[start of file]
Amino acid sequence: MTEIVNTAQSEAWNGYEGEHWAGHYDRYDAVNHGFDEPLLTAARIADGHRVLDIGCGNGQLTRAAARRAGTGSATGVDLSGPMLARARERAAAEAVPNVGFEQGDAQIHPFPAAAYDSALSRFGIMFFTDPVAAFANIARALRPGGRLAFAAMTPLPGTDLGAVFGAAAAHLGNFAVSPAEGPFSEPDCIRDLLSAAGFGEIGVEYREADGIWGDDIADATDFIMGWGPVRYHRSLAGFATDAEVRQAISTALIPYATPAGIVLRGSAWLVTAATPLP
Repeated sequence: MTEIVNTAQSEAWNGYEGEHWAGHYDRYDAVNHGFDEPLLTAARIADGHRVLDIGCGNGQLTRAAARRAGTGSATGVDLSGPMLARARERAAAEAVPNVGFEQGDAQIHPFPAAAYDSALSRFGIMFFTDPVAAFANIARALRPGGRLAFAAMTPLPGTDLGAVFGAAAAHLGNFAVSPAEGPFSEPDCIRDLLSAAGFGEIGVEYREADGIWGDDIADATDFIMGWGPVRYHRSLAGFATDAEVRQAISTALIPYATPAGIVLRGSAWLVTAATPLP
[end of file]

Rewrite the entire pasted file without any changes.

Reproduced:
Amino acid sequence: MTEIVNTAQSEAWNGYEGEHWAGHYDRYDAVNHGFDEPLLTAARIADGHRVLDIGCGNGQLTRAAARRAGTGSATGVDLSGPMLARARERAAAEAVPNVGFEQGDAQIHPFPAAAYDSALSRFGIMFFTDPVAAFANIARALRPGGRLAFAAMTPLPGTDLGAVFGAAAAHLGNFAVSPAEGPFSEPDCIRDLLSAAGFGEIGVEYREADGIWGDDIADATDFIMGWGPVRYHRSLAGFATDAEVRQAISTALIPYATPAGIVLRGSAWLVTAATPLP
Repeated sequence: MTEIVNTAQSEAWNGYEGEHWAGHYDRYDAVNHGFDEPLLTAARIADGHRVLDIGCGNGQLTRAAARRAGTGSATGVDLSGPMLARARERAAAEAVPNVGFEQGDAQIHPFPAAAYDSALSRFGIMFFTDPVAAFANIARALRPGGRLAFAAMTPLPGTDLGAVFGAAAAHLGNFAVSPAEGPFSEPDCIRDLLSAAGFGEIGVEYREADGIWGDDIADATDFIMGWGPVRYHRSLAGFATDAEVRQAISTALIPYATPAGIVLRGSAWLVTAATPLP